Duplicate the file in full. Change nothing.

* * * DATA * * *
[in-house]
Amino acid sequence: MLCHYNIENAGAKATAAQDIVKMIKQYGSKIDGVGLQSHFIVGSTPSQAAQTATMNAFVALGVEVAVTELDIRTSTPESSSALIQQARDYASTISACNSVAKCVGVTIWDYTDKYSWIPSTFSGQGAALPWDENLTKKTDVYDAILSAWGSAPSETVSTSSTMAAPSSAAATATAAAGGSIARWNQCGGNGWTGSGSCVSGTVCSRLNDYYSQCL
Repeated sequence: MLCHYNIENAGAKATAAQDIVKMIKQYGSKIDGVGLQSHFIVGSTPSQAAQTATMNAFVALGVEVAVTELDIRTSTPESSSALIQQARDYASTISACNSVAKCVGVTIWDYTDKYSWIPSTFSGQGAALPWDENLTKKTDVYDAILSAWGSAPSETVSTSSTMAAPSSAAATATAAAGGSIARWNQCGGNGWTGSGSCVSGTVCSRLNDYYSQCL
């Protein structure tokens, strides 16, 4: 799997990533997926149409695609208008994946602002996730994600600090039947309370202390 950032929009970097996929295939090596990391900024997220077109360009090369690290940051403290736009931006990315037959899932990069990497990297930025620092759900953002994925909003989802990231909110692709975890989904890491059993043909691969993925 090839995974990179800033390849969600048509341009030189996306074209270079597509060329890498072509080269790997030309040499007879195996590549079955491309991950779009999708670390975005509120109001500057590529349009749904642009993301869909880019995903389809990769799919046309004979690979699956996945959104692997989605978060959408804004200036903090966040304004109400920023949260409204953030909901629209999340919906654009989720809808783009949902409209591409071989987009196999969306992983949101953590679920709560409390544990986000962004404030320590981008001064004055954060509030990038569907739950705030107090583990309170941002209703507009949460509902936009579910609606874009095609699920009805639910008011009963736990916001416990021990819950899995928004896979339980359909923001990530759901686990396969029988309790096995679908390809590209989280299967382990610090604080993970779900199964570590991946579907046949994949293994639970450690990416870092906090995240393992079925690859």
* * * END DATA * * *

[in-house]
Amino acid sequence: MLCHYNIENAGAKATAAQDIVKMIKQYGSKIDGVGLQSHFIVGSTPSQAAQTATMNAFVALGVEVAVTELDIRTSTPESSSALIQQARDYASTISACNSVAKCVGVTIWDYTDKYSWIPSTFSGQGAALPWDENLTKKTDVYDAILSAWGSAPSETVSTSSTMAAPSSAAATATAAAGGSIARWNQCGGNGWTGSGSCVSGTVCSRLNDYYSQCL
Repeated sequence: MLCHYNIENAGAKATAAQDIVKMIKQYGSKIDGVGLQSHFIVGSTPSQAAQTATMNAFVALGVEVAVTELDIRTSTPESSSALIQQARDYASTISACNSVAKCVGVTIWDYTDKYSWIPSTFSGQGAALPWDENLTKKTDVYDAILSAWGSAPSETVSTSSTMAAPSSAAATATAAAGGSIARWNQCGGNGWTGSGSCVSGTVCSRLNDYYSQCL
């Protein structure tokens, strides 16, 4: 799997990533997926149409695609208008994946602002996730994600600090039947309370202390 950032929009970097996929295939090596990391900024997220077109360009090369690290940051403290736009931006990315037959899932990069990497990297930025620092759900953002994925909003989802990231909110692709975890989904890491059993043909691969993925 090839995974990179800033390849969600048509341009030189996306074209270079597509060329890498072509080269790997030309040499007879195996590549079955491309991950779009999708670390975005509120109001500057590529349009749904642009993301869909880019995903389809990769799919046309004979690979699956996945959104692997989605978060959408804004200036903090966040304004109400920023949260409204953030909901629209999340919906654009989720809808783009949902409209591409071989987009196999969306992983949101953590679920709560409390544990986000962004404030320590981008001064004055954060509030990038569907739950705030107090583990309170941002209703507009949460509902936009579910609606874009095609699920009805639910008011009963736990916001416990021990819950899995928004896979339980359909923001990530759901686990396969029988309790096995679908390809590209989280299967382990610090604080993970779900199964570590991946579907046949994949293994639970450690990416870092906090995240393992079925690859």